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H.R. 1046: Act Now to Bring Drug Prices Down

Prescription drug prices are substantially higher in the United States than in other high-income countries, and as a result Americans spend more on prescription drugs than residents of other countries. Despite this, the government is not allowed to use its position as the largest purchaser of prescription drugs in the world (through Medicare Part D) to bargain for lower prices for patients. House Democrats have pledged to work on lowering prescription drug prices now that they are in the majority, including by allowing Medicare to negotiate prices, but it isn’t yet clear which bill they will bring to the floor to accomplish this.

Rep. Lloyd Doggett (D-TX) has introduced the Medicare Negotiation and Competitive Licensing Act (H.R. 1046) to give Medicare the power it needs to effectively negotiate with drug companies and bring drug prices down. Call your Representative (MoC) and tell them: reject bills that would use arbitration to bring down drug prices, and co-sponsor H.R. 1046, the Medicare Negotiation and Competitive Licensing Act!

In this resource, we’ll tell you more about how H.R. 1046 will bring drug prices down, explain why alternative proposals fall short, and provide you with the tools you need to tell your MoC to become a co-sponsor.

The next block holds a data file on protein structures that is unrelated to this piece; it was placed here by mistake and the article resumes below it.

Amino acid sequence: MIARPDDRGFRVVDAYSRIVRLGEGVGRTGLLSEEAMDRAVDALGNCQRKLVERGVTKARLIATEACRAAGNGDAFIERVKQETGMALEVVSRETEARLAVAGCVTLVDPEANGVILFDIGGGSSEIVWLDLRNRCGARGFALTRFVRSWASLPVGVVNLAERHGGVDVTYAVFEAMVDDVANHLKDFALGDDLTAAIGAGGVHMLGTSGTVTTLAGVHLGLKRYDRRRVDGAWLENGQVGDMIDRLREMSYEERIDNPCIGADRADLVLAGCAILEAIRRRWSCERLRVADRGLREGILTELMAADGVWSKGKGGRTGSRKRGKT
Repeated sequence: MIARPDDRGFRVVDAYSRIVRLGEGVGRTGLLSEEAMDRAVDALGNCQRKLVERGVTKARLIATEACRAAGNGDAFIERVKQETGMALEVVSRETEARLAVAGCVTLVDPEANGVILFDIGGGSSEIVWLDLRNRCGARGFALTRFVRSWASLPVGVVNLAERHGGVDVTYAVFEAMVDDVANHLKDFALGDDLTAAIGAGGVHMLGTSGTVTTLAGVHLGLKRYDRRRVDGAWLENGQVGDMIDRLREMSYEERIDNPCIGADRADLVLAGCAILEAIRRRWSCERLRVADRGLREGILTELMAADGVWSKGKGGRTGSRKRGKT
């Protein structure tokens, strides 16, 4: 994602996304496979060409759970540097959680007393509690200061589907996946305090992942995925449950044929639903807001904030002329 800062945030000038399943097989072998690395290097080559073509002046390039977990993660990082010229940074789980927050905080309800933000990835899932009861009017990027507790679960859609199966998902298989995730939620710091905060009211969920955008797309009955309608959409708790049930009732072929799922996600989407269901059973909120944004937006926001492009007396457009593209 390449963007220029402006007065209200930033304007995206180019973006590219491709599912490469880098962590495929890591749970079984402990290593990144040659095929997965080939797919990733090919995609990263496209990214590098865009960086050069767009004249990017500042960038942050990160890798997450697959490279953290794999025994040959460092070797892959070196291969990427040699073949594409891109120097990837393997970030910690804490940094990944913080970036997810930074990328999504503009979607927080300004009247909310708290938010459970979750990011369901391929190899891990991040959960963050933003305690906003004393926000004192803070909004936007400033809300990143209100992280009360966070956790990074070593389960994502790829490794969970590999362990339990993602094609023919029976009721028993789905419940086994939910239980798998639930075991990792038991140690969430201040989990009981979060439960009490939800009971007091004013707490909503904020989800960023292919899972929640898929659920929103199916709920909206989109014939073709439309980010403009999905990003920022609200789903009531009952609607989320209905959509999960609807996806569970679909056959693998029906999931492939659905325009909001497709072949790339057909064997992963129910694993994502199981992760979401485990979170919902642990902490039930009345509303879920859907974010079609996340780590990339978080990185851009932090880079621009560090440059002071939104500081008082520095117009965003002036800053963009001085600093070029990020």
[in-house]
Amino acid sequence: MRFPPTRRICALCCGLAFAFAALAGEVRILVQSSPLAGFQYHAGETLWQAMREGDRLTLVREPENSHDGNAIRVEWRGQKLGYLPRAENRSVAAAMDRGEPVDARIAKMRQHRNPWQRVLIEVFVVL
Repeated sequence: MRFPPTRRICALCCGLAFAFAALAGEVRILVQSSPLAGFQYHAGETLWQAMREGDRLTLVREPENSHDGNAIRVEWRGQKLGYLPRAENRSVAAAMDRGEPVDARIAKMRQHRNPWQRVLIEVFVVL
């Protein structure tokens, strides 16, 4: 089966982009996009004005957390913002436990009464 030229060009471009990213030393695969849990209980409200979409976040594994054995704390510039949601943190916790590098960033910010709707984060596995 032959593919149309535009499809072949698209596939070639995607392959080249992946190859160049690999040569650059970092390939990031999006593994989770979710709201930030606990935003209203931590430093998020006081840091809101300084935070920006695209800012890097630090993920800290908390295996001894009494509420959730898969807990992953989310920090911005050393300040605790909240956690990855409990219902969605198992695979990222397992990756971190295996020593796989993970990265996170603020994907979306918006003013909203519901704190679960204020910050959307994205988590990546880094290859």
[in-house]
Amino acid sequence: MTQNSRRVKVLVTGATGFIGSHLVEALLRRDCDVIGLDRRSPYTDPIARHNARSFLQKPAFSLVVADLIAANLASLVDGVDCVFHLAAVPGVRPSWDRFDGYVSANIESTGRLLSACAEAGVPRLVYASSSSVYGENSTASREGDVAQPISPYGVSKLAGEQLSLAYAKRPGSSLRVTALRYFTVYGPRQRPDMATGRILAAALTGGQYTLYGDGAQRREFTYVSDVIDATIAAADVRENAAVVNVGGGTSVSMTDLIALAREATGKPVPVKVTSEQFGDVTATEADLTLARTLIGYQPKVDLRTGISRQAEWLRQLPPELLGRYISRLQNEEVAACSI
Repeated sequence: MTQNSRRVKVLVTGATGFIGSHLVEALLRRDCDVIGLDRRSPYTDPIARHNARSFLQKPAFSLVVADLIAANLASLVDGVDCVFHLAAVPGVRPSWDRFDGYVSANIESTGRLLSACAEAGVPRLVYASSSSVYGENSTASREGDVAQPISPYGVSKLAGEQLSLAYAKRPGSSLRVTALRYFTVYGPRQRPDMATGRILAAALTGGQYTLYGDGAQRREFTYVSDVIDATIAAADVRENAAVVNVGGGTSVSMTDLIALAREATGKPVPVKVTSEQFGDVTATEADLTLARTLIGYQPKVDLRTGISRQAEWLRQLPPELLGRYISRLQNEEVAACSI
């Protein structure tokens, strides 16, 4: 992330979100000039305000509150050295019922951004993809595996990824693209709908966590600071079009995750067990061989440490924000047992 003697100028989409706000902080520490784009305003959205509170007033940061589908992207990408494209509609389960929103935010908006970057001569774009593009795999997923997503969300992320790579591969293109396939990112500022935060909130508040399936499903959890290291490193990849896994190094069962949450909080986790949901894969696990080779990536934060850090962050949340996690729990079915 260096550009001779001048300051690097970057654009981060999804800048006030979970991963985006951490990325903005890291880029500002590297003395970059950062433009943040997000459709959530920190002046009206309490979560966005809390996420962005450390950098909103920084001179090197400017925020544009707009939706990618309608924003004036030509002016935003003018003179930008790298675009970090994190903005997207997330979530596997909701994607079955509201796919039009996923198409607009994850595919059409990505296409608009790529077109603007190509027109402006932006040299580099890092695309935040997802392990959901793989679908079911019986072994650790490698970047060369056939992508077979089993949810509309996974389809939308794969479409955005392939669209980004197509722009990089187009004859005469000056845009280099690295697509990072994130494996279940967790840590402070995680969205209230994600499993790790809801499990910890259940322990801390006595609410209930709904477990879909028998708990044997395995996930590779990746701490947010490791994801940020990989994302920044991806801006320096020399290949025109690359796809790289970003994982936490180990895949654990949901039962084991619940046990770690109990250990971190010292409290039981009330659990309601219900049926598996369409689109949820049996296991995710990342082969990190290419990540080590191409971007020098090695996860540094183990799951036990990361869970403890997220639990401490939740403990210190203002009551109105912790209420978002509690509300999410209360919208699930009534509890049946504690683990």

Call your MoC: Co-sponsor H.R. 1046

Call your Member of Congress and tell them to rejects bills that would use arbitration to bring down drug prices, and co-sponsor H.R. 1046, the Medicare Negotiation and Competitive Licensing Act!

Get The Call Script!

What would the bill do?

Almost 9 in 10 Americans support making it easier for generic drugs to come to market, and a similar number support allowing the government to negotiate with drug companies to get a lower prescription drug price for people with Medicare. Rep. Doggett’s bill lifts the restrictions that currently prevent Medicare from negotiating with drug companies, but just as importantly it would give Medicare the leverage it needs to negotiate effectively without putting patients at risk.

Here’s how it would work:

  • Under H.R. 1046, the Secretary of Health and Human Services would be required to negotiate prices for covered Medicare Part D drugs (which is most drugs). This would help to bring down spending on prescription drugs by tens of billions of dollars, since Medicare Part D has a tremendous amount of purchasing power.

  • If the negotiations don’t arrive at an appropriate price, the Secretary would be required to issue a “competitive license.” A competitive license means generic producers of drugs would be allowed to manufacture competitors to name brand drugs when the drug company that owns the patent refuses to responsibly negotiate with Medicare. This competition would subsequently bring down the price of the drug for patients.

  • This approach would put drug companies’ monopolies in the crosshairs—not people's access to medicine. Whether companies are willing to negotiate their prices down or have to deal with generic competition, patients will come out paying lower prices.

What about innovation?

Drug companies like to argue that introducing competitive licensing would hurt their bottom line or reduce innovation, but that just isn’t true. H.R. 1046 includes a provision that ensures they receive reasonable compensation in the event that a license is issued for one of their drugs, meaning their investment won’t be completely lost—just their ability to exploit it to extract maximum profit from the patients who take their medicine.